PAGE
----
I think the most interesting track on here, though, is the audio commentary by Hunter S. Thompson. This is actually a group effort with Thompson in the center. Joining with him is Nabulsi, the commentary editor Michael W. Wiese, and Hunter’s assistant. Basically the three try to keep Hunter on topic. He claims his role during production was to “keep the f---ers in line” and makes some rather rude comments about Gilliam, though it’s hard to know whether he should be taken seriously. He obviously likes the film overall and does throw praise, though isn’t afraid to be honest about what he doesn’t like about it. He has all sorts of anecdotes about getting the movie made, having Depp hang around and study him (which creeped him out,) reflects on the time period and writing the story, expresses his (not so fond) opinions of Tim Leary, as well as his thoughts of his old friend Oscar Acosta. He veers off at times, but he covers everything he can. It’s an excellent track, and quite funny (he speaks his mind) but it is chaotic (the phone even ringing, which Thompson answers.) Also, be prepared for a lot of F bombs, some derogatory comments, screaming, and Thompson snorting God knows what every once in a while followed by a squeal. Probably one of the more “interesting” commentaries I’ve ever heard.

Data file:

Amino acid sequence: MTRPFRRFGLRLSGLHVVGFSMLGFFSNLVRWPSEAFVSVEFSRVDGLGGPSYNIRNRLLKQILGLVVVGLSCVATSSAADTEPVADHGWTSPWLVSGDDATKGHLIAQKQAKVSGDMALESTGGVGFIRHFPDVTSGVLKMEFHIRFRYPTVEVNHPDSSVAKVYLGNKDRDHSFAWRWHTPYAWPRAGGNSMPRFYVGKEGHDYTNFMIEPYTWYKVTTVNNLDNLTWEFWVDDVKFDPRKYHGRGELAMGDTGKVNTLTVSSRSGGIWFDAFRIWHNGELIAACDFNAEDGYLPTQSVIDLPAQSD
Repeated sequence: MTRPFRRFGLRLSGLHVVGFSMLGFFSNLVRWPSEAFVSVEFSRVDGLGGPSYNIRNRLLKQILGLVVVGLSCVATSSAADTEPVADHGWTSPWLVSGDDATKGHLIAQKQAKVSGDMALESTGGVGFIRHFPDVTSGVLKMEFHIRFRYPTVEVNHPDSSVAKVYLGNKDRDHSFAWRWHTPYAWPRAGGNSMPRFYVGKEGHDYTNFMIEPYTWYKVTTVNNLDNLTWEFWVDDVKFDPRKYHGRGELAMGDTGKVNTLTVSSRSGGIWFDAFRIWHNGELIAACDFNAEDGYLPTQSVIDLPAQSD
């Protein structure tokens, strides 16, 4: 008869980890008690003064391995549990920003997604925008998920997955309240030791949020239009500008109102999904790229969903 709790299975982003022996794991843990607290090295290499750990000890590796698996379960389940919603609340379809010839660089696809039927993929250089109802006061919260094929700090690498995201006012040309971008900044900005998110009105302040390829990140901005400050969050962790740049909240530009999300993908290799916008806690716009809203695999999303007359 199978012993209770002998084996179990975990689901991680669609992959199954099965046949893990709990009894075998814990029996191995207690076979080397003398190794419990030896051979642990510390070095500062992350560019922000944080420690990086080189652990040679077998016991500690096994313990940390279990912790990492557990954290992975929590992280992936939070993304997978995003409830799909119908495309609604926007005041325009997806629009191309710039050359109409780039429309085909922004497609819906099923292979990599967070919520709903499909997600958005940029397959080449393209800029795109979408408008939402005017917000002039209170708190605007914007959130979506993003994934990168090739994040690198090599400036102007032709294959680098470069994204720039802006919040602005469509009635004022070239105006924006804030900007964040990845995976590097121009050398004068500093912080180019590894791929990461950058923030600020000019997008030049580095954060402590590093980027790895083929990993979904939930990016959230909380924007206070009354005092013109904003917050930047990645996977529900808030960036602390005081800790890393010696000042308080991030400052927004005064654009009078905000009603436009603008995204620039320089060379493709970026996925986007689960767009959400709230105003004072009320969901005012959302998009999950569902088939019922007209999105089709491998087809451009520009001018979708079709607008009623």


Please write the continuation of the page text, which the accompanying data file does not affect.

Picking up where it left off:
There's also 3 deleted scenes with an optional commentary by Gilliam, also found on the first disc. The scenes themselves, involving an extended bit during the bike race in the tent, another involving a conversation between our two “heroes” and an officer from the convention, and another which looks like an extension to the end, were rightfully cut, more for pacing reasons, but they’re interesting to see here on their own. Gilliam talks about the sequences and why they were eventually cut.

Now we move on to the second dual-layered disc, which is divided into two sections: "The Film" and "The Source".